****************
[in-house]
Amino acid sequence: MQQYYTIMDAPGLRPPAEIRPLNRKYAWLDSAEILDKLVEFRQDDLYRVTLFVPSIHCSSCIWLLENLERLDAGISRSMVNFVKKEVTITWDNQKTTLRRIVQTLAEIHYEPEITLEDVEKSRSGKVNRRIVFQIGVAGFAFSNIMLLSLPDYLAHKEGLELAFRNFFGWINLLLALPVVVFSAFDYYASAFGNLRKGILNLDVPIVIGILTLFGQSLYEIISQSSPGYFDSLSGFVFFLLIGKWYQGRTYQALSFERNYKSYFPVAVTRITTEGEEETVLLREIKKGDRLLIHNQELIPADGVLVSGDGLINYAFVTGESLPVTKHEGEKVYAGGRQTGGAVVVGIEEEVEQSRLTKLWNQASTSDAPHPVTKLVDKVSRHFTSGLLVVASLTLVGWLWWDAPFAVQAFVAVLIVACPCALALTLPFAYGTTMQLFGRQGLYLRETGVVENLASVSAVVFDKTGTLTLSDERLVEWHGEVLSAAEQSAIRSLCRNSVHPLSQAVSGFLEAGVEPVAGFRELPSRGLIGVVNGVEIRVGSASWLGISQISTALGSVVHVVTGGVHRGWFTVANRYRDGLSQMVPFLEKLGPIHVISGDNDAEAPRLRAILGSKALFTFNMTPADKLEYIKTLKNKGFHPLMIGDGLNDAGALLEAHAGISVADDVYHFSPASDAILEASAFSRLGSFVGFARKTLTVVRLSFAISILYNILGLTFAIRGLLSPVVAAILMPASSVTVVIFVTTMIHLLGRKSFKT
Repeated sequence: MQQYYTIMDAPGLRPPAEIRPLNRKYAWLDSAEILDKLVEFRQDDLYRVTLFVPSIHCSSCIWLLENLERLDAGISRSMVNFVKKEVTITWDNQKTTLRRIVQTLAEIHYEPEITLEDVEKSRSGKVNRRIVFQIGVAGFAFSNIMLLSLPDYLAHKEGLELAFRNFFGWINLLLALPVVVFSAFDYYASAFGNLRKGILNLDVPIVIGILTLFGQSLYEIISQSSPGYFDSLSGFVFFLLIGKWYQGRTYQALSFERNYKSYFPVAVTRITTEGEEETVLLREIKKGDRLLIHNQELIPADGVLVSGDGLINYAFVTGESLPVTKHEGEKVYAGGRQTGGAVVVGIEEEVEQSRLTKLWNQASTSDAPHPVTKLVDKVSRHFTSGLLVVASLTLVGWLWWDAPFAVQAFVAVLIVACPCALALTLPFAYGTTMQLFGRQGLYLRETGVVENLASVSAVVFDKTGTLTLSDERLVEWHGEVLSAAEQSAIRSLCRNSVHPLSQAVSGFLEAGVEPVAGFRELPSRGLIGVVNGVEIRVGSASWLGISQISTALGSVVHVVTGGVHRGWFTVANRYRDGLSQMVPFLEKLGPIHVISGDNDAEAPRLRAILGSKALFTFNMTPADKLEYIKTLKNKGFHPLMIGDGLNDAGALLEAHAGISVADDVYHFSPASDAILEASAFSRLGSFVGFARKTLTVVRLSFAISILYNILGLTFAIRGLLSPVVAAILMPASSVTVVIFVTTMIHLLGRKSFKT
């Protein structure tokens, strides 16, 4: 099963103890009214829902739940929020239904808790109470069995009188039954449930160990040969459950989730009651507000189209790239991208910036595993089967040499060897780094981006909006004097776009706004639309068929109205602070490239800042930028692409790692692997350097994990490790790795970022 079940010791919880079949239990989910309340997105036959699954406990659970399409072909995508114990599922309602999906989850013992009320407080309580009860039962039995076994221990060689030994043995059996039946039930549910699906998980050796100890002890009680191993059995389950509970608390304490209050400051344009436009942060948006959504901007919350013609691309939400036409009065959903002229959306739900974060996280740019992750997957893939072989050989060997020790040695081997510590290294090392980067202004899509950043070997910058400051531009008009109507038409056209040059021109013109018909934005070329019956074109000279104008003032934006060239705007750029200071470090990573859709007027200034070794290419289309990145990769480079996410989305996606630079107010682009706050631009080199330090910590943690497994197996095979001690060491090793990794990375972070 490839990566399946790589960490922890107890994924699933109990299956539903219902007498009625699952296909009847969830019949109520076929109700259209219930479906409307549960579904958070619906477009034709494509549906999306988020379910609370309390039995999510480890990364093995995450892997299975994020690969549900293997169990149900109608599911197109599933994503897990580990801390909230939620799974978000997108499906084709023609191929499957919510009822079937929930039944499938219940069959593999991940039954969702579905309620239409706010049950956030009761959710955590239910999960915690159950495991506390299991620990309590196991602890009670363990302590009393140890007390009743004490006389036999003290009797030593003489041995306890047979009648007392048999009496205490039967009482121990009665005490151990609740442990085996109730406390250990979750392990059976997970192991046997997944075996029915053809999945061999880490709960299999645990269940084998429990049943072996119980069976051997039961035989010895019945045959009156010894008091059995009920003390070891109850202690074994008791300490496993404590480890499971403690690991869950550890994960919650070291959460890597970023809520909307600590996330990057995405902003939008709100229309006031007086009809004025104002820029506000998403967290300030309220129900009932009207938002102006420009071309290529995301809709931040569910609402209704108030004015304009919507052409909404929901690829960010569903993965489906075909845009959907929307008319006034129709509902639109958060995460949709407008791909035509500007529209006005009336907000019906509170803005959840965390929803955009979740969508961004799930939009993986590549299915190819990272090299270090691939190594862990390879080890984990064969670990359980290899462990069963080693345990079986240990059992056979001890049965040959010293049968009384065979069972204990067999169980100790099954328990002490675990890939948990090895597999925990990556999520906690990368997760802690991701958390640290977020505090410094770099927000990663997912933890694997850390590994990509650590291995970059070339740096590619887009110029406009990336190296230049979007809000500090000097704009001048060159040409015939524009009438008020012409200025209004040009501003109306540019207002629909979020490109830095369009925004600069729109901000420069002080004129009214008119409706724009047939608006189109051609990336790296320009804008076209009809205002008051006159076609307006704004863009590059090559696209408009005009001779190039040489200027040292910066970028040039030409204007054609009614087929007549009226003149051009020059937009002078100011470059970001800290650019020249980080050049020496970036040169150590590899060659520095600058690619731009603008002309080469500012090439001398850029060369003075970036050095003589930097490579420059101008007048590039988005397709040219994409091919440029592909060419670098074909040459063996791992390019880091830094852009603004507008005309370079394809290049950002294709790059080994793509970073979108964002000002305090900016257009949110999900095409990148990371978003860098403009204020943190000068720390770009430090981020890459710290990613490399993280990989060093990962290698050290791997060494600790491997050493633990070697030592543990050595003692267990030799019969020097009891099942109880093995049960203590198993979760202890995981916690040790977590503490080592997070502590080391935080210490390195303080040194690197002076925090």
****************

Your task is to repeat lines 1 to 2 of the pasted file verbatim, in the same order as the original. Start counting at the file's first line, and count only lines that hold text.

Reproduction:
[in-house]
Amino acid sequence: MQQYYTIMDAPGLRPPAEIRPLNRKYAWLDSAEILDKLVEFRQDDLYRVTLFVPSIHCSSCIWLLENLERLDAGISRSMVNFVKKEVTITWDNQKTTLRRIVQTLAEIHYEPEITLEDVEKSRSGKVNRRIVFQIGVAGFAFSNIMLLSLPDYLAHKEGLELAFRNFFGWINLLLALPVVVFSAFDYYASAFGNLRKGILNLDVPIVIGILTLFGQSLYEIISQSSPGYFDSLSGFVFFLLIGKWYQGRTYQALSFERNYKSYFPVAVTRITTEGEEETVLLREIKKGDRLLIHNQELIPADGVLVSGDGLINYAFVTGESLPVTKHEGEKVYAGGRQTGGAVVVGIEEEVEQSRLTKLWNQASTSDAPHPVTKLVDKVSRHFTSGLLVVASLTLVGWLWWDAPFAVQAFVAVLIVACPCALALTLPFAYGTTMQLFGRQGLYLRETGVVENLASVSAVVFDKTGTLTLSDERLVEWHGEVLSAAEQSAIRSLCRNSVHPLSQAVSGFLEAGVEPVAGFRELPSRGLIGVVNGVEIRVGSASWLGISQISTALGSVVHVVTGGVHRGWFTVANRYRDGLSQMVPFLEKLGPIHVISGDNDAEAPRLRAILGSKALFTFNMTPADKLEYIKTLKNKGFHPLMIGDGLNDAGALLEAHAGISVADDVYHFSPASDAILEASAFSRLGSFVGFARKTLTVVRLSFAISILYNILGLTFAIRGLLSPVVAAILMPASSVTVVIFVTTMIHLLGRKSFKT